The big draw was the highly anticipated “Rise of the Resistance” attraction that was delayed in both Walt Disney World and Disneyland. Because of the delay, many guests waited to visit the parks until both attractions were open. This led to lower crowds than what they expected.

When the ride finally opened it was met with a lot of technical issues and Disney forced guests to use a virtual pass system that would also create a lot of drama. But it is a pretty cool attraction.

Prior to the opening of Galaxy’s Edge, then CEO Bog Iger, even made comments about how they wouldn’t have to market the expansion because if they put Star Wars on it people would flock to it. I think that arrogance summed up why Star Wars has floundered under Disney.

Other potential missteps involve changing the focus from original trilogy to Batuu and sequel trilogy characters. Pulling an attraction and the proposed restaurant that was to go in at Disneyland over cost cutting and the idea that guests would be happy taking selfies and posting to social media and didn’t need more.

Then a lot of the interactive elements people were hoping for were taken out and now headed for an expensive hotel LARPing experience called the Galactic Starcruiser.

Which brings us to the current fiasco facing Disney Star Wars–The Galactic Starcruiser Hotel.

Disney took a lot of their “immersive” ideas they touted for all guests to Galaxy’s Edge and have put them behind a paywall hotel. It’s not going well. The price for less than 48 hours runs in the thousands to start, with some rooms going for $6k base price.

Then, Disney released a first look video and it was met with cancellations. The hotel was sold out for months and now there is a lot of availability appearing. Every time Disney gives a peek at something about the hotel that doesn’t look or feel like “Star Wars” they lose more and more bookings.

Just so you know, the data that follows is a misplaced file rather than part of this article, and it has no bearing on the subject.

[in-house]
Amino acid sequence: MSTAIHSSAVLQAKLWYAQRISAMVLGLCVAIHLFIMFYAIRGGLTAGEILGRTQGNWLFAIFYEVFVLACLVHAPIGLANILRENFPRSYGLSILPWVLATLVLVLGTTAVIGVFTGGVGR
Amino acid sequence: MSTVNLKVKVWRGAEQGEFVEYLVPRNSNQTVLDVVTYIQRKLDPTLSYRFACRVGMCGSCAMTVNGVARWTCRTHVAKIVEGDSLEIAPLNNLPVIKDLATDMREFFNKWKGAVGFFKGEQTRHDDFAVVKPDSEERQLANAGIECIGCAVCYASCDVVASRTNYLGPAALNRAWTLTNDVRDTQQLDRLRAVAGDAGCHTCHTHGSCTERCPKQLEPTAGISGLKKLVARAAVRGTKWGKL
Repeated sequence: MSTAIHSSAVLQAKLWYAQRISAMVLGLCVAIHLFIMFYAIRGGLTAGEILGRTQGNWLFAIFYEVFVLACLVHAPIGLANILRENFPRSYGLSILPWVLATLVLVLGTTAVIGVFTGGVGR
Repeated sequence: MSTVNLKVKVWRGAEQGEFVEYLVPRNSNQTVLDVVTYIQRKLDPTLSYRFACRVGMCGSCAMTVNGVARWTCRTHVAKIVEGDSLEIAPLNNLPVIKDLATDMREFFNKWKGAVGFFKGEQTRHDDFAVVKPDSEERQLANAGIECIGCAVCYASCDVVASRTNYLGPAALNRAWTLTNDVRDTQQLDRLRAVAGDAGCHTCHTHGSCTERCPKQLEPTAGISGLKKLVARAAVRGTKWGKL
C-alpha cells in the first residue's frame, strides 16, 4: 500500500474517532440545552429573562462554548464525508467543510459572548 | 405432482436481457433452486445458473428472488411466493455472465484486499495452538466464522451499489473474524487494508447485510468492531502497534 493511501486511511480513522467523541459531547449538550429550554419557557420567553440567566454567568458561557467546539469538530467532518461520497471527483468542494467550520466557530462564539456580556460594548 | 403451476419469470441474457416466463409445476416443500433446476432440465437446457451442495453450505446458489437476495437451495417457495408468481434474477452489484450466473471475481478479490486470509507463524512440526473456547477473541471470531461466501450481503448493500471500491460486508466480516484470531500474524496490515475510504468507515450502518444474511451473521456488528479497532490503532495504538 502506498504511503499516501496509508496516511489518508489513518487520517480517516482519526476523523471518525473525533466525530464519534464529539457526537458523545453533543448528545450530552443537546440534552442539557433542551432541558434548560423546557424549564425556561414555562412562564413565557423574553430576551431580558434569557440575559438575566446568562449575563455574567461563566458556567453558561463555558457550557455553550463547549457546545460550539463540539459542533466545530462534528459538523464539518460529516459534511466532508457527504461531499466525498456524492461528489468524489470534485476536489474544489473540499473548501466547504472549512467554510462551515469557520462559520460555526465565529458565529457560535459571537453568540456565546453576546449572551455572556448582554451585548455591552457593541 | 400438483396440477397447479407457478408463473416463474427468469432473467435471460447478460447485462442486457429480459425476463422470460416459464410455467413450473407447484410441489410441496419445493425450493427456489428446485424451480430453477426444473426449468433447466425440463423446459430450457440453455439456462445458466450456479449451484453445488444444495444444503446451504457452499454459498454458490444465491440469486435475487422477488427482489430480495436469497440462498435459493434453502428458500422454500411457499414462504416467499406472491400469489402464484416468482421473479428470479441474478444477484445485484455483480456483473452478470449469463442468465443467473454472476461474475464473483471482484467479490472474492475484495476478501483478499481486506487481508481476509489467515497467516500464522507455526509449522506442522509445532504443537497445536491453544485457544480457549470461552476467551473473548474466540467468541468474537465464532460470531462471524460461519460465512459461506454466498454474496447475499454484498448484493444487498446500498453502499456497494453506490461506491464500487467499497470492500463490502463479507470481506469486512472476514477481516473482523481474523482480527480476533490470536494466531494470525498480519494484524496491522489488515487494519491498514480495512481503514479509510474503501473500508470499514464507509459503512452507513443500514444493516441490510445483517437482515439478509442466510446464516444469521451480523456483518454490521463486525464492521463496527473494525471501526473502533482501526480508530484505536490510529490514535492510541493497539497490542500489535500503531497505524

This doesn’t count all the upcharges, costume prices, and more they banking on. I didn’t even touch the Star Wars cruises, life style brand, or the High Republic, but you get the idea.

To finally answer the question I have to lean towards “Yes, Disney Wrecked Star Wars” but with some footnotes.

Disney and Lucasfilm have done some big time damage to the Star Wars brand and with Star Wars fans. However, it is also because of people like Jon Favreau and Dave Filoni that was have a lot of good new Star Wars projects, characters and stories too.  In some ways it’s been damaged but in other ways it feels like we got more good stories.

Image: Disney

Most of the missteps come down to Disney’s arrogance towards franchises they acquire. Just milking franchises without understanding them or their audience doesn’t work.

(Photo Credit: Inverse.com)

Disney needs to find a way to keep Star Wars where fans can reach it. Treating it like a valuable and beloved franchise more than just a commodity. Focusing on good characters and good story, making is affordable, accessible, and genuine.

Maybe then people won’t feel like they “wrecked” Star Wars.

But this is all just my opinion.

What do you think? Comment and let us know!

Pirates & Princesses (PNP) is an independent, opinionated fan-powered news blog that covers Disney and Universal Theme Parks, Themed Entertainment and related Pop Culture from a consumer's point of view. Opinions expressed by our contributors do not necessarily reflect the views of PNP, its editors, affiliates, sponsors or advertisers. PNP is an unofficial news source and has no connection to The Walt Disney Company, NBCUniversal or any other company that we may cover.